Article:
If you know Yury Olesha’s famous last book, No Day Without a Line, you now know where it was written. Here is what Olesha had to say about living here shortly after having moved in: “Constant meetings. The first is Pasternak, who has barely come out his own doors. He’s carrying galoshes. He puts them on after crossing the doorstep, not while still inside. Why? For cleanliness’ sake? Going on about something he says, ‘I talk with you as I would with a brother.’ And then there’s [playwright Vladimir] Bill-Belotserkovsky with his unexpectedly subtle commentaries about Moliere’s long monologues…”
I’ve drawn this quote, as I have much information, from an article on the Writer’s House on the Big City website.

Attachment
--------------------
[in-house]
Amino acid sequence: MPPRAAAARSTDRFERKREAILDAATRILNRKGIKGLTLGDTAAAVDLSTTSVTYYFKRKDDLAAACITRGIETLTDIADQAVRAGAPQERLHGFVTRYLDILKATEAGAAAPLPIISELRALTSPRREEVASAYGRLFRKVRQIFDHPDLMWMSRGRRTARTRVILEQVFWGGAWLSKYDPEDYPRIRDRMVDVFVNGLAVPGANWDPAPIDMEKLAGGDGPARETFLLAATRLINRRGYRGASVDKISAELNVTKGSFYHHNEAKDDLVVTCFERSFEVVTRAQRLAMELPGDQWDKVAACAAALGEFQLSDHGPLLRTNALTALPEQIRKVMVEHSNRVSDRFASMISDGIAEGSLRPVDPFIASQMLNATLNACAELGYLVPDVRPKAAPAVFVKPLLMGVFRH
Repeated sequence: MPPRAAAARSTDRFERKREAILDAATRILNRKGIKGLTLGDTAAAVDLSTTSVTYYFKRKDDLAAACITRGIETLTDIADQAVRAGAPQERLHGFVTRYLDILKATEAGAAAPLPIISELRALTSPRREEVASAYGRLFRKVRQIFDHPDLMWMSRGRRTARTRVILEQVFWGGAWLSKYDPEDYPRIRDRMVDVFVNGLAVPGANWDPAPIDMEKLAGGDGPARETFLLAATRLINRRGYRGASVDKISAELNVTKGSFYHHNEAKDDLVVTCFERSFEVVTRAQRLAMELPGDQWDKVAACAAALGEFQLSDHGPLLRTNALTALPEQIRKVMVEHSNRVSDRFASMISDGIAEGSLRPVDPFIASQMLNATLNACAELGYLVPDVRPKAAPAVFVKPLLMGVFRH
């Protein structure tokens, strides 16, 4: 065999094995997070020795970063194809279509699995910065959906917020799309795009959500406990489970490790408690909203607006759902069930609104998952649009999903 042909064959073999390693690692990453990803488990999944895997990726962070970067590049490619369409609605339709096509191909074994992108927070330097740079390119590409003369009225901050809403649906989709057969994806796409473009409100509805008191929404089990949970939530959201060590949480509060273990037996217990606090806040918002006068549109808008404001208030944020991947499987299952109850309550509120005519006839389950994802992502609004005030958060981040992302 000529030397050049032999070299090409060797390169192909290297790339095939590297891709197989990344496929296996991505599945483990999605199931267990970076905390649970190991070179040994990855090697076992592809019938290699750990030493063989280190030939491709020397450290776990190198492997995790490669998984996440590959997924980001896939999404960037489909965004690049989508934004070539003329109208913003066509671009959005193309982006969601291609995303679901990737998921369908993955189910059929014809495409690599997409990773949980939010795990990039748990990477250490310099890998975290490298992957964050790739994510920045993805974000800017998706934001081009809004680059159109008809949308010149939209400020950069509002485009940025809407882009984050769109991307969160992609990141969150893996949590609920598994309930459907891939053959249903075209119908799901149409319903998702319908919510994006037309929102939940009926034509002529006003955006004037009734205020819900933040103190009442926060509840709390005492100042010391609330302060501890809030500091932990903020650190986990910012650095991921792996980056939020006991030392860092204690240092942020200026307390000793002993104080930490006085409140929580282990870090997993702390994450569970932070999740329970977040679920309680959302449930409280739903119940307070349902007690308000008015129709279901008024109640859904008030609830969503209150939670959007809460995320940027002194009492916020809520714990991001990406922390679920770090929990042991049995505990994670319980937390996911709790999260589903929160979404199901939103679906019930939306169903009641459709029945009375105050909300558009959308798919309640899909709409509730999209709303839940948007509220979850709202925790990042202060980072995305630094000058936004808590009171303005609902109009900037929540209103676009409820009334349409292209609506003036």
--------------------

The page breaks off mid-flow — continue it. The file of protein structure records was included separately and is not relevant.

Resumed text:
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This building, an article on the Travel2Moscow website tells us, was actually signed off by Joseph Stalin, in large part because Maxim Gorky had convinced him there needed to be not only a home, but a whole neighborhood or small city of writers. Many talk about the distinctive black marble frame of the entrance (see the photo immediately below). It, indeed, is impressive, if not off-putting. And it becomes increasingly so when you think about the reality of the people, the years and the events that converged in this structure. It was built in 1937 and people began moving in precisely as the Great Purges (about which I have often had reason to write, and about which I’m sure I will write more – such is the nature of that beast) were beginning. As such, there were numerous people who were arrested here and sent packing to Siberia, barely having had the opportunity to move in. Could it be that Stalin took Gorky up on the idea of putting a bunch of prominent writers in one place in order to make it easier to spy on them and round them up? I mean, why is the entrance to this building framed in black granite? It looks like a building in permanent mourning. Was Stalin – by way of his architect Ivan Nikolaev – telling the tenants something? ‘Beware all ye, who enter these premises!’ Am I making that up? Maybe. Stalin has been known to do much weirder things. One thing is certain, the building is “within reach” of the Kremlin. Look at the first of the grouping of three photos above. You will see the yellow buildings of the Kremlin rising up there in the distance. The Kremlin is just a hop, skip and trip across the Moscow River away.